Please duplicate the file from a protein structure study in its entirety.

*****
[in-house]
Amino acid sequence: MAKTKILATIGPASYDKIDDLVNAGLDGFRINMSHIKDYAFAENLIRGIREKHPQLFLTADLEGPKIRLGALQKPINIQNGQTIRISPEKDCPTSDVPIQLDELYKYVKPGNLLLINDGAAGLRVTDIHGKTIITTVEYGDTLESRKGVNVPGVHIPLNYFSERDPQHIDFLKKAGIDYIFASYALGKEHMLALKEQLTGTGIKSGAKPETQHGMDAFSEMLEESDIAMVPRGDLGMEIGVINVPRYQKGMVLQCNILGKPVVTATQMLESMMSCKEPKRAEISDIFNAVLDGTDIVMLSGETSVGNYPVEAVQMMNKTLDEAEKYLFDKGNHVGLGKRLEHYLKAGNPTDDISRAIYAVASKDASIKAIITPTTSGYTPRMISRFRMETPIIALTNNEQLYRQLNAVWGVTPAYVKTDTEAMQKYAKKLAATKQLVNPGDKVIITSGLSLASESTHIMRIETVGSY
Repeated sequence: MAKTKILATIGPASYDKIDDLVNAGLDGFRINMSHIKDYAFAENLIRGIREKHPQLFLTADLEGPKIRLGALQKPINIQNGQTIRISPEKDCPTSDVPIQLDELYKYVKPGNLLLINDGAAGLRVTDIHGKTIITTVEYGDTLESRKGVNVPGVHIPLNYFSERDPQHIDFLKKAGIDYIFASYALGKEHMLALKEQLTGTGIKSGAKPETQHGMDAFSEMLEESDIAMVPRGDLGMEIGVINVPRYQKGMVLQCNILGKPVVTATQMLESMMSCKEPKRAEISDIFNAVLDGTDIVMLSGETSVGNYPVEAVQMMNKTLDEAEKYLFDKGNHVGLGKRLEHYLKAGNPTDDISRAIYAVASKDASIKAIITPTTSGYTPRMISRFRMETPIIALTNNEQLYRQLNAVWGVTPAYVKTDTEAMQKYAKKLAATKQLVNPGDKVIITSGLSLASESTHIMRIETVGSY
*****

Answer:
[in-house]
Amino acid sequence: MAKTKILATIGPASYDKIDDLVNAGLDGFRINMSHIKDYAFAENLIRGIREKHPQLFLTADLEGPKIRLGALQKPINIQNGQTIRISPEKDCPTSDVPIQLDELYKYVKPGNLLLINDGAAGLRVTDIHGKTIITTVEYGDTLESRKGVNVPGVHIPLNYFSERDPQHIDFLKKAGIDYIFASYALGKEHMLALKEQLTGTGIKSGAKPETQHGMDAFSEMLEESDIAMVPRGDLGMEIGVINVPRYQKGMVLQCNILGKPVVTATQMLESMMSCKEPKRAEISDIFNAVLDGTDIVMLSGETSVGNYPVEAVQMMNKTLDEAEKYLFDKGNHVGLGKRLEHYLKAGNPTDDISRAIYAVASKDASIKAIITPTTSGYTPRMISRFRMETPIIALTNNEQLYRQLNAVWGVTPAYVKTDTEAMQKYAKKLAATKQLVNPGDKVIITSGLSLASESTHIMRIETVGSY
Repeated sequence: MAKTKILATIGPASYDKIDDLVNAGLDGFRINMSHIKDYAFAENLIRGIREKHPQLFLTADLEGPKIRLGALQKPINIQNGQTIRISPEKDCPTSDVPIQLDELYKYVKPGNLLLINDGAAGLRVTDIHGKTIITTVEYGDTLESRKGVNVPGVHIPLNYFSERDPQHIDFLKKAGIDYIFASYALGKEHMLALKEQLTGTGIKSGAKPETQHGMDAFSEMLEESDIAMVPRGDLGMEIGVINVPRYQKGMVLQCNILGKPVVTATQMLESMMSCKEPKRAEISDIFNAVLDGTDIVMLSGETSVGNYPVEAVQMMNKTLDEAEKYLFDKGNHVGLGKRLEHYLKAGNPTDDISRAIYAVASKDASIKAIITPTTSGYTPRMISRFRMETPIIALTNNEQLYRQLNAVWGVTPAYVKTDTEAMQKYAKKLAATKQLVNPGDKVIITSGLSLASESTHIMRIETVGSY